A study of California foreclosures released late yesterday found that 99% of the files examined had some sort of irregularity and 84% of them had “one or more clear violations of law.” The study provides fresh evidence, to some, that the $26 billion foreclosure settlement withBank of America and other big lenders was just a down payment on their ultimate liability for “robosigning” and other illegal acts.
But let’s look at the report, and who wrote it. It’s byAequitas Compliance Solutions, a Newport Beach, Calif. firm that says it specializes in “complex litigation, investigation and internal audit issues” for regulators, investors and homeowners. In other words, Aequitas earns its keep by finding errors in mortgage paperwork for lawyers and regulators. It also has a unit that does court- or regulat0r-appointed compliance monitoring of lending institutions — a growing business as regulators crack down on mortgage servicers and get them to sign settlements that require continuing oversight by outside entities. Under the national foreclosure settlement, banks agreed to hire North Carolina’s former banking commissioner, Joseph Smith, as an independent monitor .
There’s nothing wrong with this, and I’m not suggesting Aequitas was biased or found irregularities that weren’t there. But readers should always consider the source. And once again, while the report found extensive errors, they were almost entirely upstream of the homeowners who were failing to make their payments on time. The closest thing to an error that directly affected a borrower was the failure to properly give notice of default “in person or by telephone.” In 6% of the foreclosures, Aequitas found no affidavit attesting to compliance with this requirement under California law. Does that mean that notice wasn’t given, or that the affidavit was missing? And does it mean that any of the 6% were not in default, and only found out they were going to be foreclosed when a sheriff walked up their driveway? The report doesn’t say, but I doubt it.
What Aequitas did find was a laundry list of technical violations in how the paperwork accompanying a foreclosure was processed. Seventy-five percent of the foreclosures had an error in the assignment of the deed of trust, meaning the handoff between one lender and another was botched in some way. This would be of concern to investors who own the underlying notes — but has there been a single case of an investor suing because the collateral ended up in the wrong hands? Aequitas found that in 27% of the foreclosures a trustee or servicer signed an assignment of the deed of trust, instead of the original owner of the note, for example. That couldmean that somebody snuck into the courthouse and stole a deed of trust that actually belonged to somebody else. Has it happened? Does it affect in any way the rights of the homeowner who isn’t paying his mortgage? The only way I can think of is if the homeowner wants to delay the foreclosure by asserting legal errors in the process.
The firm also found a number of foreclosure sales that occurred less than 20 days after the Notice of Trustees sale, casting doubt on the legitimacy of the title transfer to the new owner. That would be a problem for whoever buys the house from the bank. And there’s a thing called title insurance to cover that, I believe. (Though in Massachusetts, it could be a problem.) But no matter, it is a problem, and the banks could be liable for the damage it causes.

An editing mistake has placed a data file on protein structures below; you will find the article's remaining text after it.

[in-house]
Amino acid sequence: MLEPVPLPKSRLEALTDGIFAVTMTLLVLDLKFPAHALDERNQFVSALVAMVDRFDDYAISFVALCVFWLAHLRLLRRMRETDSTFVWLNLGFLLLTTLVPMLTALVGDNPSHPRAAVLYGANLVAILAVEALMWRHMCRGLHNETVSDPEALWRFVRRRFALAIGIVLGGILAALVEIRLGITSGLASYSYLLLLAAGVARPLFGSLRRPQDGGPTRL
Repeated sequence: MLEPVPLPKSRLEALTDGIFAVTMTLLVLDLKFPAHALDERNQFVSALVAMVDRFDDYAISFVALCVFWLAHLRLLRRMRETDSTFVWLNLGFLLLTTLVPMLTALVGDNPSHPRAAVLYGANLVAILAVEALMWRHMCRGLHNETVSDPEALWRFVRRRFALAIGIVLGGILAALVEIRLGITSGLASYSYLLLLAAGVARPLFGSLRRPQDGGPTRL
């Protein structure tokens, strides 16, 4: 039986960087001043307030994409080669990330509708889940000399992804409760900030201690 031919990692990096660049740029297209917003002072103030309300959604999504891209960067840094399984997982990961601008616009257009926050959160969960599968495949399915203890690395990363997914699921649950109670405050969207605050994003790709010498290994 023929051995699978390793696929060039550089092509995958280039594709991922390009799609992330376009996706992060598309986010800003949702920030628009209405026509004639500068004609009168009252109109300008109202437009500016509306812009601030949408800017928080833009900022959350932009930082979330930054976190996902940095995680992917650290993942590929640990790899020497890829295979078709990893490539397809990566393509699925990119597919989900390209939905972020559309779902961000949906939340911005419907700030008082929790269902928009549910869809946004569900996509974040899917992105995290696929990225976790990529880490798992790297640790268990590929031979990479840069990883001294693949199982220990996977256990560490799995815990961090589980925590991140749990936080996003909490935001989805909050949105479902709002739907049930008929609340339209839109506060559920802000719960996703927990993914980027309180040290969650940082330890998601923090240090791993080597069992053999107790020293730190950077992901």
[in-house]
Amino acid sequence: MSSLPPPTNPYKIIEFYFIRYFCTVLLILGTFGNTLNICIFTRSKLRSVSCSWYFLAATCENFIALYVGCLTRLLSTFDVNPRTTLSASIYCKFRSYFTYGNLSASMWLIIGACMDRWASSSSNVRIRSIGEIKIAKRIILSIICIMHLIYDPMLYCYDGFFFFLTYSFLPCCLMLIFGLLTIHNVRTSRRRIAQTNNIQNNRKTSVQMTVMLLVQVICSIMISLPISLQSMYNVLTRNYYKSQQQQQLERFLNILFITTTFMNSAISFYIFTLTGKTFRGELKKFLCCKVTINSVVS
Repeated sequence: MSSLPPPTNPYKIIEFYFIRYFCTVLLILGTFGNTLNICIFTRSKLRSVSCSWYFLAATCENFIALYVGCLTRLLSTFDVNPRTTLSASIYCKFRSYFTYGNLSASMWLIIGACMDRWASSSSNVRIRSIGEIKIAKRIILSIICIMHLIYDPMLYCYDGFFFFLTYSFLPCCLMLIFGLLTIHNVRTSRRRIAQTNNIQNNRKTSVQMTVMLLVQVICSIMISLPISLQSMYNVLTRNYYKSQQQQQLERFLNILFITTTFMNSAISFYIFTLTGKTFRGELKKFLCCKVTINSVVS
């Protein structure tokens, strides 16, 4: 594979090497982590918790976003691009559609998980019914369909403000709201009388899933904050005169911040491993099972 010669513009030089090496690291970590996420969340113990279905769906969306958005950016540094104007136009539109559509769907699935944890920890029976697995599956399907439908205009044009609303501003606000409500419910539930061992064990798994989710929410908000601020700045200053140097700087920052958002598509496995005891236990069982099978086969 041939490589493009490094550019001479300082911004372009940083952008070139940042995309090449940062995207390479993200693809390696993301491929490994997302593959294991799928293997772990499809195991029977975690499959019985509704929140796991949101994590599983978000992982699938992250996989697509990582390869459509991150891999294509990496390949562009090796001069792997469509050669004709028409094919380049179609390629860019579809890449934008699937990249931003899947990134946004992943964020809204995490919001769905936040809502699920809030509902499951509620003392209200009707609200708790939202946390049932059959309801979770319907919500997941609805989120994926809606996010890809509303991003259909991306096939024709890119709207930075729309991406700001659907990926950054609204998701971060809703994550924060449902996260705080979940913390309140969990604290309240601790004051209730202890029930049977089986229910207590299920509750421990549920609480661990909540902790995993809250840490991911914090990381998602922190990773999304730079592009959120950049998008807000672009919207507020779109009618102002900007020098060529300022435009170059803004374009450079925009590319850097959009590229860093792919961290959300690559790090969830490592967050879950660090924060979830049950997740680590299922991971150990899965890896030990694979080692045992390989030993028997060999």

Aequitas also found widespread problems relating to MERS, the nationwide database for mortgages that lenders use to streamline foreclosures. In 58% of the sales, the beneficiary listed in the Trustees Deed Upon Sale conflicted with the investor information in the MERS database, the firm found. The report doesn’t explain how the discrepancy could cause a homeowner to be illegally sold out of his house.
Aequitas notes in the introduction that bankers complain “inadvertent violations should not provide windfall benefits to reckless borrowers.” That ignores the important role of California law as a last line of protection for borrowers against abusive practices by lenders, Aequitas notes. California, like many other states, allows banks to include clauses in mortgages allowing for non-judicial foreclosures with less court oversight. That comes at a cost, Aequitas notes — as would requiring every mortgage to allow only judicial foreclosure. Foreclosures in New York City have virtually ground to a halt as judges question the paperwork and require lawyers to personally attest to its accuracy.
Conservatives typically are accused of elevating legal process above substance, of looking only at whether the courts followed the rules and not whether the outcome was just. In this case, the roles are reversed. As the Aequitas report shows, the foreclosure process was “utterly broken,” with missed handoffs and improper documentation nearly every step of the way. Homeowner advocates want to use those errors to slow down foreclosures, distribute $1,500 checks to people who already lost their homes, and impose tougher regulations on lenders. As Aequitas puts it:
What’s at stake here is more than merely fairness and minimal due process. Foreclosures impact not only homeowners, but also entire communities and housing markets. The integrity of California’s record title system is also at stake because the validity of title for subsequent purchasers is dependent on those that precede it.
It’s the conservatives who are saying wait: Despite the errors who was actually hurt? The law makes for ironic role reversals.